Thick plumes of smoke from the devastating wildfires in California are being blamed for poor air quality across large parts of the state, raising health concerns for millions of people. The Camp Fire, which has killed at least 79 people, continues burning in Butte County, north of Sacramento, while the Woolsey Fire has destroyed thousands of homes and businesses in the Malibu area.
This kind of air pollution is full of tiny particles that canranging from temporary breathing discomfort to the exacerbation of long-term medical issues like heart and .
As of Monday, more than 20 California cities were listed as having an air quality index of “unhealthy.” Residents have been advised to stay inside as much as possible and avoid exercising outdoors.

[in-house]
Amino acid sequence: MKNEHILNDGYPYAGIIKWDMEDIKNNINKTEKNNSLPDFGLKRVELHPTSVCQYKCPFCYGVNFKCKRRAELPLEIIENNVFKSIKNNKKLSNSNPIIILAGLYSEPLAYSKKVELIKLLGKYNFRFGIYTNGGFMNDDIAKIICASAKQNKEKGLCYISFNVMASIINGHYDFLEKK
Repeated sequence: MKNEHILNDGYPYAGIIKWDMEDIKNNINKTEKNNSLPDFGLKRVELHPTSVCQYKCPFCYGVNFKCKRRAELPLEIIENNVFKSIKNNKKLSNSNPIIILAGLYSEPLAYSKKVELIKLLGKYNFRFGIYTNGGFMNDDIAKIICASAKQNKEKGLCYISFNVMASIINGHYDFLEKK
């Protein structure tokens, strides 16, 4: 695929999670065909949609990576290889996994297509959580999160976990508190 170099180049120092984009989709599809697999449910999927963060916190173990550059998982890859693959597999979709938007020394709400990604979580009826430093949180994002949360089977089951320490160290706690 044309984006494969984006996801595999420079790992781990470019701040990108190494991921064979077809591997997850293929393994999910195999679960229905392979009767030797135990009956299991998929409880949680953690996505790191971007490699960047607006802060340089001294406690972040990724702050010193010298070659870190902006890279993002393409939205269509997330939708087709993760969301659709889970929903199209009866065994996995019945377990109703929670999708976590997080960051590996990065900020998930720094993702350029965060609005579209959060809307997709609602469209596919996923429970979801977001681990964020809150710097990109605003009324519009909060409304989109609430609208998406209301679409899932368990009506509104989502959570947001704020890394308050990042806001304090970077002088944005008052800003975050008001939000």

In the immediate aftermath, “We’re much more likely to see emergency room visits and hospital admissions go up, and we are also likely to see increases in the mortality in the population,” Dr. Michael Jerrett, the chair of environmental health sciences at UCLA’s Fielding School of Public Health, told CBS News. “And then if it’s sustained over a long period of time, you know, months to years, you can begin to affect numerous major bodily systems that can lead to disease or premature death.”
Short-term, breathing in the smoke-filled air can lead to respiratory discomfort, and inhaling the tiny particulates in the air affects more than just the lungs.
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